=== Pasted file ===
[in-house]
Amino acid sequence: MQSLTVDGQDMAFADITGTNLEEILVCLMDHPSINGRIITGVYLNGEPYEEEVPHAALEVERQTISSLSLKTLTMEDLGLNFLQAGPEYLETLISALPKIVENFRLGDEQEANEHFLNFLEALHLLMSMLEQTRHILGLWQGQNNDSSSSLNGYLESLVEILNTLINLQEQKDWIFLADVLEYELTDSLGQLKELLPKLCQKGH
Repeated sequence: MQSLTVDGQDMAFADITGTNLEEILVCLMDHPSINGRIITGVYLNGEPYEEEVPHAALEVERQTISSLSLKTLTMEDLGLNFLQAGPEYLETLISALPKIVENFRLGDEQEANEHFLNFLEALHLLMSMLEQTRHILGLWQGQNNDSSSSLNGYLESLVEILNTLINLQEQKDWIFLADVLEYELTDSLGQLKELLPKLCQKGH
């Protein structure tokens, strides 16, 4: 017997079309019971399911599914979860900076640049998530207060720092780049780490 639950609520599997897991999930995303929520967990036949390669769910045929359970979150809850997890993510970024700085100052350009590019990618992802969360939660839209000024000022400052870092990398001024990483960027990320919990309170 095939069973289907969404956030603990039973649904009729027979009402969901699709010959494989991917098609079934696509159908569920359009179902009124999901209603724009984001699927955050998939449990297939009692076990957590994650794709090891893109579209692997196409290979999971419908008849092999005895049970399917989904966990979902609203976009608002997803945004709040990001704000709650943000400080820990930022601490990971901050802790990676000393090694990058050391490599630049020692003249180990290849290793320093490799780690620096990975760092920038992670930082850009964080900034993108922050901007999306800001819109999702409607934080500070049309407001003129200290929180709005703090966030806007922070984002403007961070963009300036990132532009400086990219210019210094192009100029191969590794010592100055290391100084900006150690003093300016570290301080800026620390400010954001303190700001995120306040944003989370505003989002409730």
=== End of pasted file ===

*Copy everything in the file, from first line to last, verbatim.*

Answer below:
[in-house]
Amino acid sequence: MQSLTVDGQDMAFADITGTNLEEILVCLMDHPSINGRIITGVYLNGEPYEEEVPHAALEVERQTISSLSLKTLTMEDLGLNFLQAGPEYLETLISALPKIVENFRLGDEQEANEHFLNFLEALHLLMSMLEQTRHILGLWQGQNNDSSSSLNGYLESLVEILNTLINLQEQKDWIFLADVLEYELTDSLGQLKELLPKLCQKGH
Repeated sequence: MQSLTVDGQDMAFADITGTNLEEILVCLMDHPSINGRIITGVYLNGEPYEEEVPHAALEVERQTISSLSLKTLTMEDLGLNFLQAGPEYLETLISALPKIVENFRLGDEQEANEHFLNFLEALHLLMSMLEQTRHILGLWQGQNNDSSSSLNGYLESLVEILNTLINLQEQKDWIFLADVLEYELTDSLGQLKELLPKLCQKGH
């Protein structure tokens, strides 16, 4: 017997079309019971399911599914979860900076640049998530207060720092780049780490 639950609520599997897991999930995303929520967990036949390669769910045929359970979150809850997890993510970024700085100052350009590019990618992802969360939660839209000024000022400052870092990398001024990483960027990320919990309170 095939069973289907969404956030603990039973649904009729027979009402969901699709010959494989991917098609079934696509159908569920359009179902009124999901209603724009984001699927955050998939449990297939009692076990957590994650794709090891893109579209692997196409290979999971419908008849092999005895049970399917989904966990979902609203976009608002997803945004709040990001704000709650943000400080820990930022601490990971901050802790990676000393090694990058050391490599630049020692003249180990290849290793320093490799780690620096990975760092920038992670930082850009964080900034993108922050901007999306800001819109999702409607934080500070049309407001003129200290929180709005703090966030806007922070984002403007961070963009300036990132532009400086990219210019210094192009100029191969590794010592100055290391100084900006150690003093300016570290301080800026620390400010954001303190700001995120306040944003989370505003989002409730």